The IRS Is Sending Letters to Cryptocurrency Owners
The IRS is always on the lookout for new revenue sources. As the popularity of cryptocurrency has increased in recent years they have provided guidance on how cryptocurrency is taxed. Most taxpayers, however, have not considered the possibility of needing to pay income tax on their cryptocurrency transactions.
Over 10,000 people will receive letters from the Internal Revenue Service during August 2019. The IRS has obtained data from various sources, including Coinbase, that point them to cryptocurrency owners. These educational letters will take one of three forms - Letter 6174 and Letter 6174-A are informational letters and no action is required. They simply state that the IRS suspects you own cryptocurrency and remind you to pay taxes on it if you have not already. Letter 6173 requires a response by the deadline stated in the letter in order to attempt to avoid an audit.
Note that these letters (especially Letter 6174 and 6174A) are an educational campaign. Although getting a letter from the IRS may sound scary, they are not necessarily accusing the taxpayer of non-compliance. You may have actually met all of your tax obligations and still have received the letter.
The IRS is beginning to take non-compliance with virtual currency taxation very seriously. In addition to these educational letters, they will also focus on audits and criminal investigations in their efforts to collect tax on cryptocurrency.
IRS Treatment of Cryptocurrency
The IRS considers virtual currency to be property for purposes of taxation - just like stocks and real estate. Taxes are based on the cost basis and sale price. As an example, if a taxpayer purchases 1 bitcoin at $10,000 and then sells it for $12,000, they have a $2,000 capital gain on which to pay income tax. The usual property sale rules apply (e.g., short term gain versus long term gain, etc.).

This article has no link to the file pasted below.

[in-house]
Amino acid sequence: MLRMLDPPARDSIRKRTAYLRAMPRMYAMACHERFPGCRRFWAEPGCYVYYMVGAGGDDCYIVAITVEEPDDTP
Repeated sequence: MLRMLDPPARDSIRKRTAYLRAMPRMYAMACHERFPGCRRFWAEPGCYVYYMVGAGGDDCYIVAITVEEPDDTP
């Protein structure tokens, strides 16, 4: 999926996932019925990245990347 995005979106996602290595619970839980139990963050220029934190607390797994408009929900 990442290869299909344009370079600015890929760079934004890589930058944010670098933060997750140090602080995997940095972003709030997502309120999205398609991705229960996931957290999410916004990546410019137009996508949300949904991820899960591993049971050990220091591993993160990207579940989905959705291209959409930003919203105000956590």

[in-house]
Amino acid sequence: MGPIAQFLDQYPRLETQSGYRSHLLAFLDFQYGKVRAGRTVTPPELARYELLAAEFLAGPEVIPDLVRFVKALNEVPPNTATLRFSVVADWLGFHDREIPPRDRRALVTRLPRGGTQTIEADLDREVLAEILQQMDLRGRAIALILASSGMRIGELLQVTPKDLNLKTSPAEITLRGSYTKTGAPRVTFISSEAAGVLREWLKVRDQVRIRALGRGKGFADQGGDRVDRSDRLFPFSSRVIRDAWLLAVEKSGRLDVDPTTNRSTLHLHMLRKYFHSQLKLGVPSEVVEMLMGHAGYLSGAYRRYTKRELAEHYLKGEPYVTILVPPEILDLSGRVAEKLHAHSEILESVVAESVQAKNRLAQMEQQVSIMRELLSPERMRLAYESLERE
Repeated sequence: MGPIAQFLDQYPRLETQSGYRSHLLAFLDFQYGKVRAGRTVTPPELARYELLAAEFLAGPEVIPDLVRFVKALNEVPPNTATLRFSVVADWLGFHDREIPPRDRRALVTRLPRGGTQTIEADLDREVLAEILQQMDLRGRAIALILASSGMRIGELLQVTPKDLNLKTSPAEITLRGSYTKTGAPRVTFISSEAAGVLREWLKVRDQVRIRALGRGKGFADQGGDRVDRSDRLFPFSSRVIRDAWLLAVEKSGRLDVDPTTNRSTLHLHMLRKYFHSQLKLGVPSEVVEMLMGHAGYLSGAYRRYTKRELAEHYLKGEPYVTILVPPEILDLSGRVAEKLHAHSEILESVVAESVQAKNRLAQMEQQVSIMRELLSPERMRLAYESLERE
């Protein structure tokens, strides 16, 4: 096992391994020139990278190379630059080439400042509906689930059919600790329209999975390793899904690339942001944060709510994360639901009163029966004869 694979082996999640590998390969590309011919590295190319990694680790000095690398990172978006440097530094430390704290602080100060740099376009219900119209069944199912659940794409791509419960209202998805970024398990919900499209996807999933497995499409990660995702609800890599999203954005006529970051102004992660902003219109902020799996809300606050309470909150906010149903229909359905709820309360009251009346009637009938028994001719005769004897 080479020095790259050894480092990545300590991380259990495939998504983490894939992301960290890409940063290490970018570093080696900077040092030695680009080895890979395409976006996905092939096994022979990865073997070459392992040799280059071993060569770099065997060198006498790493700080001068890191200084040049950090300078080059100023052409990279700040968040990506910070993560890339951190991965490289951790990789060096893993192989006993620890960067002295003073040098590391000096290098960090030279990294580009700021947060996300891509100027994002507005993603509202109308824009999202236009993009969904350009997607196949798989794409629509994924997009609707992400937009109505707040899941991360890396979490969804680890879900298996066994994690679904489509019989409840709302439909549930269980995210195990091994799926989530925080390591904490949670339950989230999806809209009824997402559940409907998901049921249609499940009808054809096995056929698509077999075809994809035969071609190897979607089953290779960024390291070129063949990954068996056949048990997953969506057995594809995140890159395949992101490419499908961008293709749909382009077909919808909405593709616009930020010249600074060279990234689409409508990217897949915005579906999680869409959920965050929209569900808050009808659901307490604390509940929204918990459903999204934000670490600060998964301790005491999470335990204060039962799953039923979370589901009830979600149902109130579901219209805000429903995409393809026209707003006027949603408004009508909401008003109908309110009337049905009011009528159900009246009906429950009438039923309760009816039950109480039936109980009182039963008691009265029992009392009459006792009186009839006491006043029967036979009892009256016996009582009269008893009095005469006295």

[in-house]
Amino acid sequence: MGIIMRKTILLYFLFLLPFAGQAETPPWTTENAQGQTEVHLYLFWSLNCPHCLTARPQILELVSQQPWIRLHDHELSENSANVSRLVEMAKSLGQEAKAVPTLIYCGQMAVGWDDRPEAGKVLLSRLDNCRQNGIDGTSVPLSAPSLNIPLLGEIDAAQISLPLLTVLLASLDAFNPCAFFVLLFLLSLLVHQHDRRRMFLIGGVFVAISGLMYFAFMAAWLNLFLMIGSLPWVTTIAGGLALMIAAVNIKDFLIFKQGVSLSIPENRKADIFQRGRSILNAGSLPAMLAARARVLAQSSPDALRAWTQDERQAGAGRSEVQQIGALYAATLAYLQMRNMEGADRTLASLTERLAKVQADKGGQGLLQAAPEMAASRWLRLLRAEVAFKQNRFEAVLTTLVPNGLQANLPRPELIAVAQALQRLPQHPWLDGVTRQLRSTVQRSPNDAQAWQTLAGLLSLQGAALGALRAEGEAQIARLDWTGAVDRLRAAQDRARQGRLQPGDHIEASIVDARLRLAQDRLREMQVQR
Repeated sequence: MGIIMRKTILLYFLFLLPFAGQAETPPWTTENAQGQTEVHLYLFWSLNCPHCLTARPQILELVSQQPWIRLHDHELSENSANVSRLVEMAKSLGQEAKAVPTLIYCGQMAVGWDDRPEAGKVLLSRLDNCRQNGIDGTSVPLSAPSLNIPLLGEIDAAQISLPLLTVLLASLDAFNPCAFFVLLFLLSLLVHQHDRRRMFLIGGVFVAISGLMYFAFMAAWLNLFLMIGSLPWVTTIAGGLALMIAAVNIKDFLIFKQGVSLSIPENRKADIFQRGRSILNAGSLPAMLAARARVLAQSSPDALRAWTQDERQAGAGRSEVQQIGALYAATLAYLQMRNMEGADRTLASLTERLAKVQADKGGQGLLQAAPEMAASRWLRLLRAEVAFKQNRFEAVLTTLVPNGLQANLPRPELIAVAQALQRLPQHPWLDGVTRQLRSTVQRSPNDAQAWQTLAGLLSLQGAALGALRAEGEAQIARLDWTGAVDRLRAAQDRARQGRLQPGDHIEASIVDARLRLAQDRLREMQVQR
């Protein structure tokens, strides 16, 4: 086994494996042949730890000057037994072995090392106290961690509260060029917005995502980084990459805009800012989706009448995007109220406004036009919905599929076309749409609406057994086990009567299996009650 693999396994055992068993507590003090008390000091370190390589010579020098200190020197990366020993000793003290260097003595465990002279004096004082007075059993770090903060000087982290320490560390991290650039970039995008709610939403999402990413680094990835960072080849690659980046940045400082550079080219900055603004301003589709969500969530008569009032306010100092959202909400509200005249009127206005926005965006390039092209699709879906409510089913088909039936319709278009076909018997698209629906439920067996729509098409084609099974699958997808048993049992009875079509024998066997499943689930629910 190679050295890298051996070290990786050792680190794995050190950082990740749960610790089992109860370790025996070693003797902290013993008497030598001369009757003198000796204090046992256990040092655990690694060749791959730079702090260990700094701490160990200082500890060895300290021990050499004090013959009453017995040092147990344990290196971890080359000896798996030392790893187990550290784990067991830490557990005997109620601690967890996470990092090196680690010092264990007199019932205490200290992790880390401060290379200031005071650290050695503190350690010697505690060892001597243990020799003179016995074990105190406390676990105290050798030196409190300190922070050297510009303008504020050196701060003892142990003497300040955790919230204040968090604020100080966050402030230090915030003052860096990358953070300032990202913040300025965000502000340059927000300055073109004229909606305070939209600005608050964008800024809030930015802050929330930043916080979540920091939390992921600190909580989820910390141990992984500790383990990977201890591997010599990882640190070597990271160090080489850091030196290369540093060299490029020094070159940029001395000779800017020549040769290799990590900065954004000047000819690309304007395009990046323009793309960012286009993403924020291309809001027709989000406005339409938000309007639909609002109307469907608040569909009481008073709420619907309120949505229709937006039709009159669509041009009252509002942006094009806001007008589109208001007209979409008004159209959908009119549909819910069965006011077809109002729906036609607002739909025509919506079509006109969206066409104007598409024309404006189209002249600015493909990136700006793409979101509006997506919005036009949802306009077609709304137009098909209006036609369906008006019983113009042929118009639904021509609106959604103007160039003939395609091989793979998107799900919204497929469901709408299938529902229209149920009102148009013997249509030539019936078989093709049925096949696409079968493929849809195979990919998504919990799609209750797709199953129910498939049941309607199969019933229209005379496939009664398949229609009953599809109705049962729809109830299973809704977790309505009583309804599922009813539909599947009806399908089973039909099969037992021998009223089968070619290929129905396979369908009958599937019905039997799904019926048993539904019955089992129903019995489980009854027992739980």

If you have bought and sold stocks, this should all sound familiar - it is the same process.
If a taxpayer believes they owe taxes on cryptocurrency from previous tax years, they should file an amended return and pay the tax, penalties, and interest. All taxable events are reported on Schedule D and Form 8949 in a Form 1040 filing.
The most difficult part of a cryptocurrency tax filing is gathering correct tax basis information. It is usually scattered among many exchanges, wallets, and addresses. Plus, these values are usually only available in the denomination of the virtual currency and not in US Dollars. By their very nature, cryptocurrency transactions can be difficult to trace.
If you are a current client of TFX and received one of these forms, please log in and complete a previous return issue. If you are a new client - please register as a new client for our IRS letter service.